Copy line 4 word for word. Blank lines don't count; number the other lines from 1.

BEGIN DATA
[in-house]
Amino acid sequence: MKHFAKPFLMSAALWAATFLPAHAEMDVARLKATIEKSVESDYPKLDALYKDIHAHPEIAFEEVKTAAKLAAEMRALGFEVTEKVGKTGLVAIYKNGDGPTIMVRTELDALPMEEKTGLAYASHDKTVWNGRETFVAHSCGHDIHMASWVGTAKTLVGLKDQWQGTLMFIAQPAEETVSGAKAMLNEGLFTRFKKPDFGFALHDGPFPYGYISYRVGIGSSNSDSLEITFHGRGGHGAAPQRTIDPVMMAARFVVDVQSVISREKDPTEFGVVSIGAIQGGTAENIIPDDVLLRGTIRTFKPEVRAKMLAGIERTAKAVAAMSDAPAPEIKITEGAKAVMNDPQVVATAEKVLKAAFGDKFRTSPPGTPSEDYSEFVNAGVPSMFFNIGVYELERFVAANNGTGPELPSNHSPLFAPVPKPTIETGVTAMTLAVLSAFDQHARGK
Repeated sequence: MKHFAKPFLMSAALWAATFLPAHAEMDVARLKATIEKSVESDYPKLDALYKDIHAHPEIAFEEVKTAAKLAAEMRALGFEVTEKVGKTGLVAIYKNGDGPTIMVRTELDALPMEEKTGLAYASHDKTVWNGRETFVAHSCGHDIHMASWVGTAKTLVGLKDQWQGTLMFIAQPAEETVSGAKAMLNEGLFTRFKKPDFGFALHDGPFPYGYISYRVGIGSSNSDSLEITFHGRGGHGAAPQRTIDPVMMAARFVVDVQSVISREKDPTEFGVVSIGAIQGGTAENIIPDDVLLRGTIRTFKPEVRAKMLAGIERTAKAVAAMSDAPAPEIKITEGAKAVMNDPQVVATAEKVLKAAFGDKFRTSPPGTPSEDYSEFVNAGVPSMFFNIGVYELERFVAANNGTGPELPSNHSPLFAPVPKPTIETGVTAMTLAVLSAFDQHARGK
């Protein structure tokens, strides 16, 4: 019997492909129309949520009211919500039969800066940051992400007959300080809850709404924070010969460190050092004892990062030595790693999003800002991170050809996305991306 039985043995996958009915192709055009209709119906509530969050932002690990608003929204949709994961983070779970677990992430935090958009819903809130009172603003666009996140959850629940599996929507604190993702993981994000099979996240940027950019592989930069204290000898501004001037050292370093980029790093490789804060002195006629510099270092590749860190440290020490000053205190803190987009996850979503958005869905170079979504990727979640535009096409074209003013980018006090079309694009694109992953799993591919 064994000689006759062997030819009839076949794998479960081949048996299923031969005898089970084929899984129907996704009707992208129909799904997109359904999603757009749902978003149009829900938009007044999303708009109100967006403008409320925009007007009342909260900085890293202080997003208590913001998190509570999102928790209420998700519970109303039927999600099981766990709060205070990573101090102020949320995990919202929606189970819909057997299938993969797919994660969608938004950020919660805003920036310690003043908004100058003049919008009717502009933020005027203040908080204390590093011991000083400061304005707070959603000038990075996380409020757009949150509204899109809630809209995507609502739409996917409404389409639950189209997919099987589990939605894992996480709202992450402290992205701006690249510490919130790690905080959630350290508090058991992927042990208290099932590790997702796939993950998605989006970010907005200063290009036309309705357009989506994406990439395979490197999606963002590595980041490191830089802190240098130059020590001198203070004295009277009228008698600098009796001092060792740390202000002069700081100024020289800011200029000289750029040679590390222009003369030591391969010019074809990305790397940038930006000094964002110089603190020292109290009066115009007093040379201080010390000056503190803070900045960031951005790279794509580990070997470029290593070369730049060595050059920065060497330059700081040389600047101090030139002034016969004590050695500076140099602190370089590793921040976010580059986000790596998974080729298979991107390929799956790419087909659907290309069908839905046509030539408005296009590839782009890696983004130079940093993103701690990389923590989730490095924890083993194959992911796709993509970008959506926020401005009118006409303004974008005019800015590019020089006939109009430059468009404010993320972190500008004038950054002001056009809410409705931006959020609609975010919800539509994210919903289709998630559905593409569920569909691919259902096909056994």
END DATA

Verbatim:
């Protein structure tokens, strides 16, 4: 019997492909129309949520009211919500039969800066940051992400007959300080809850709404924070010969460190050092004892990062030595790693999003800002991170050809996305991306 039985043995996958009915192709055009209709119906509530969050932002690990608003929204949709994961983070779970677990992430935090958009819903809130009172603003666009996140959850629940599996929507604190993702993981994000099979996240940027950019592989930069204290000898501004001037050292370093980029790093490789804060002195006629510099270092590749860190440290020490000053205190803190987009996850979503958005869905170079979504990727979640535009096409074209003013980018006090079309694009694109992953799993591919 064994000689006759062997030819009839076949794998479960081949048996299923031969005898089970084929899984129907996704009707992208129909799904997109359904999603757009749902978003149009829900938009007044999303708009109100967006403008409320925009007007009342909260900085890293202080997003208590913001998190509570999102928790209420998700519970109303039927999600099981766990709060205070990573101090102020949320995990919202929606189970819909057997299938993969797919994660969608938004950020919660805003920036310690003043908004100058003049919008009717502009933020005027203040908080204390590093011991000083400061304005707070959603000038990075996380409020757009949150509204899109809630809209995507609502739409996917409404389409639950189209997919099987589990939605894992996480709202992450402290992205701006690249510490919130790690905080959630350290508090058991992927042990208290099932590790997702796939993950998605989006970010907005200063290009036309309705357009989506994406990439395979490197999606963002590595980041490191830089802190240098130059020590001198203070004295009277009228008698600098009796001092060792740390202000002069700081100024020289800011200029000289750029040679590390222009003369030591391969010019074809990305790397940038930006000094964002110089603190020292109290009066115009007093040379201080010390000056503190803070900045960031951005790279794509580990070997470029290593070369730049060595050059920065060497330059700081040389600047101090030139002034016969004590050695500076140099602190370089590793921040976010580059986000790596998974080729298979991107390929799956790419087909659907290309069908839905046509030539408005296009590839782009890696983004130079940093993103701690990389923590989730490095924890083993194959992911796709993509970008959506926020401005009118006409303004974008005019800015590019020089006939109009430059468009404010993320972190500008004038950054002001056009809410409705931006959020609609975010919800539509994210919903289709998630559905593409569920569909691919259902096909056994």